Glenn Friesen Senior VP Sales and Marketing, Meridian Manufacturing Inc.

We all have a favorite brand. Whether it’s a brand of soda pop, a clothing line, a particular brand of shoes, or what have you, virtually all of us are loyal to one brand or another.

Why do we love the brands we do? Our initial answer might be “because that brand tastes better,” or “those clothes looks the nicest,” or “those shoes are more comfortable than the others.”

But are any of those things true? Surely there’s a soda pop out there that tastes just as good, and clothes that look just as nice, and shoes that fit just as well. The answer, of course, is that brand loyalty is as much about psychology as it is about objective factors like quality. Much has been written about the psychology of branding, and it yields some fascinating insights.

Two university researchers — Jennifer Escalas of Vanderbilt University in Nashville and James Bettman of Duke University in North Carolina — found that people purchase certain brands as a way of creating their personal identity. The greatest incidence of this was seen in people who had found a brand that they felt most reflected their own values, such as “conservative”, “athletic” and “hip”.

Companies that understand the psychological factor that goes into branding tend to be the most successful, research shows. When a business understands why their customers purchase their brand, they can create and promote products in ways that ensure those customers keep buying the brand.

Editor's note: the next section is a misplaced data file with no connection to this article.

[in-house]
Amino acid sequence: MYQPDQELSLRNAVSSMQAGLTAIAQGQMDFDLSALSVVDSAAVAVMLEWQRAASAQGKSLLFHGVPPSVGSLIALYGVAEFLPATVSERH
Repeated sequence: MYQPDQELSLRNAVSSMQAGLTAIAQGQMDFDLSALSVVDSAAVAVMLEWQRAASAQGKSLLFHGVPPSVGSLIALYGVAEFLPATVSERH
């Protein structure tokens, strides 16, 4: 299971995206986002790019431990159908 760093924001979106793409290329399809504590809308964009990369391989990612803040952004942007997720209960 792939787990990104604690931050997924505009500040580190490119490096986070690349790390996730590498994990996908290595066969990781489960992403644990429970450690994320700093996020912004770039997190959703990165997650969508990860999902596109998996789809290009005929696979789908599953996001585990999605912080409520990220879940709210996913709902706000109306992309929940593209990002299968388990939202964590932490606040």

This, of course, creates a big challenge for businesses. First, you need to understand your business — both its strengths and its weaknesses. This is especially critical for businesses that produce a whole suite of products. Who’s buying those various products, and why? Are you giving them what they want on both an objective and emotional level?

Yes, it’s great to be known for quality, but even the best-made product won’t sell if your brand isn’t attractive to people on an emotional level. No one has ever said, “I don’t like their brand, but that company makes such a high-quality product that I always buy it regardless.”

If you make a quality product but the competition is besting you, it’s because your brand isn’t attractive to people. You need to find out why, and then fix the disconnect.

I’ll be following this up with a mini-series of four columns dedicated to the topic of brand transformation. Are you doing all you can to ensure your brand is psychologically attractive to people? Stay tuned!